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# Mahalanobis Distance

## Overview

The Mahalanobis online outlier detector aims to predict anomalies in tabular data. The algorithm calculates an outlier score, which is a measure of distance from the center of the features distribution (Mahalanobis distance). If this outlier score is higher than a user-defined threshold, the observation is flagged as an outlier. The algorithm is online, which means that it starts without knowledge about the distribution of the features and learns as requests arrive. Consequently you should expect the output to be bad at the start and to improve over time. The algorithm is suitable for low to medium dimensional tabular data.

The algorithm is also able to include categorical variables. The `fit`

step first computes pairwise distances between the categories of each categorical variable. The pairwise distances are based on either the model predictions (*MVDM method*) or the context provided by the other variables in the dataset (*ABDM method*). For MVDM, we use the difference between the conditional model prediction probabilities of each category. This method is based on the Modified Value Difference Metric (MVDM) by
Cost et al (1993). ABDM stands for Association-Based Distance Metric, a categorical distance measure introduced by Le et al (2005). ABDM infers context from the presence of other variables in the data and computes a dissimilarity measure based on the Kullback-Leibler divergence. Both methods can also be combined
as ABDM-MVDM. We can then apply multidimensional scaling to project the pairwise distances into Euclidean space.

## Usage

### Initialize

Parameters:

`threshold`

: Mahalanobis distance threshold above which the instance is flagged as an outlier.`n_components`

: number of principal components used.`std_clip`

: feature-wise standard deviation used to clip the observations before updating the mean and covariance matrix.`start_clip`

: number of observations before clipping is applied.`max_n`

: algorithm behaves as if it has seen at most`max_n`

points.`cat_vars`

: dictionary with as keys the categorical columns and as values the number of categories per categorical variable. Only needed if categorical variables are present.`ohe`

: boolean whether the categorical variables are one-hot encoded (OHE) or not. If not OHE, they are assumed to have ordinal encodings.`data_type`

: can specify data type added to metadata. E.g.*‘tabular’*or*‘image’*.

Initialized outlier detector example:

```
from alibi_detect.od import Mahalanobis
od = Mahalanobis(
threshold=10.,
n_components=2,
std_clip=3,
start_clip=100
)
```

### Fit

We only need to fit the outlier detector if there are categorical variables present in the data. The following parameters can be specified:

`X`

: training batch as a numpy array.`y`

: model class predictions or ground truth labels for`X`

. Used for*‘mvdm’*and*‘abdm-mvdm’*pairwise distance metrics. Not needed for*‘abdm’*.`d_type`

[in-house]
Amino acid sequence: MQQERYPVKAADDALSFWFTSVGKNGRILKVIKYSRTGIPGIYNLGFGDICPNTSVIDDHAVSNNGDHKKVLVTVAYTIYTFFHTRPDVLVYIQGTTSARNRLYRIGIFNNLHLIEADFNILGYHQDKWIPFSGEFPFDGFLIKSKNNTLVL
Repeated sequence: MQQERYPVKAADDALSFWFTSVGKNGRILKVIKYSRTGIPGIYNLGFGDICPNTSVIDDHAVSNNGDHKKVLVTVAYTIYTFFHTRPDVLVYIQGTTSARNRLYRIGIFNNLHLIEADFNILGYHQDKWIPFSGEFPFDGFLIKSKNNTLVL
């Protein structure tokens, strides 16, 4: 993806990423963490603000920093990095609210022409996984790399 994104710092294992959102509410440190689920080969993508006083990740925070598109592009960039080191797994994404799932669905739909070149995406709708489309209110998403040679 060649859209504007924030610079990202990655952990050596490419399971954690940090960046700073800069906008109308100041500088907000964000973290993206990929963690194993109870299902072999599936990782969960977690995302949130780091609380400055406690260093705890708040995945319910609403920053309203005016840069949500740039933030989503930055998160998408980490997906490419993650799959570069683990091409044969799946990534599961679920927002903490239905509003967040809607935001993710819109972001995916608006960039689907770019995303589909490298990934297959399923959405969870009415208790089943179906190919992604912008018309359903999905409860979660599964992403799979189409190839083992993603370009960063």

: pairwise distance metric used for categorical variables. Currently,*‘abdm’*,*‘mvdm’*and*‘abdm-mvdm’*are supported.*‘abdm’*infers context from the other variables while*‘mvdm’*uses the model predictions.*‘abdm-mvdm’*is a weighted combination of the two metrics.`w`

: weight on*‘abdm’*(between 0. and 1.) distance if`d_type`

equals*‘abdm-mvdm’*.`disc_perc`

: list with percentiles used in binning of numerical features used for the*‘abdm’*and*‘abdm-mvdm’*pairwise distance measures.`standardize_cat_vars`

: standardize numerical values of categorical variables if True.`feature_range`

: tuple with min and max ranges to allow for numerical values of categorical variables. Min and max ranges can be floats or numpy arrays with dimension*(1, number of features)*for feature-wise ranges.`smooth`

: smoothing exponent between 0 and 1 for the distances. Lower values will smooth the difference in distance metric between different features.`center`

: whether to center the scaled distance measures. If False, the min distance for each feature except for the feature with the highest raw max distance will be the lower bound of the feature range, but the upper bound will be below the max feature range.

```
od.fit(
X_train,
d_type='abdm',
disc_perc=[25, 50, 75]
)
```

It is often hard to find a good threshold value. If we have a batch of normal and outlier data and we know approximately the percentage of normal data in the batch, we can infer a suitable threshold:

```
od.infer_threshold(
X,
threshold_perc=95
)
```

Beware though that the outlier detector is stateful and every call to the `score`

function will update the mean and covariance matrix, even when inferring the threshold.

### Detect

We detect outliers by simply calling `predict`

on a batch of instances `X`

to compute the instance level Mahalanobis distances. We can also return the instance level outlier score by setting `return_instance_score`

to True.

The prediction takes the form of a dictionary with `meta`

and `data`

keys. `meta`

contains the detector’s metadata while `data`

is also a dictionary which contains the actual predictions stored in the following keys:

`is_outlier`

: boolean whether instances are above the threshold and therefore outlier instances. The array is of shape*(batch size,)*.`instance_score`

: contains instance level scores if`return_instance_score`

equals True.

```
preds = od.predict(
X,
return_instance_score=True
)
```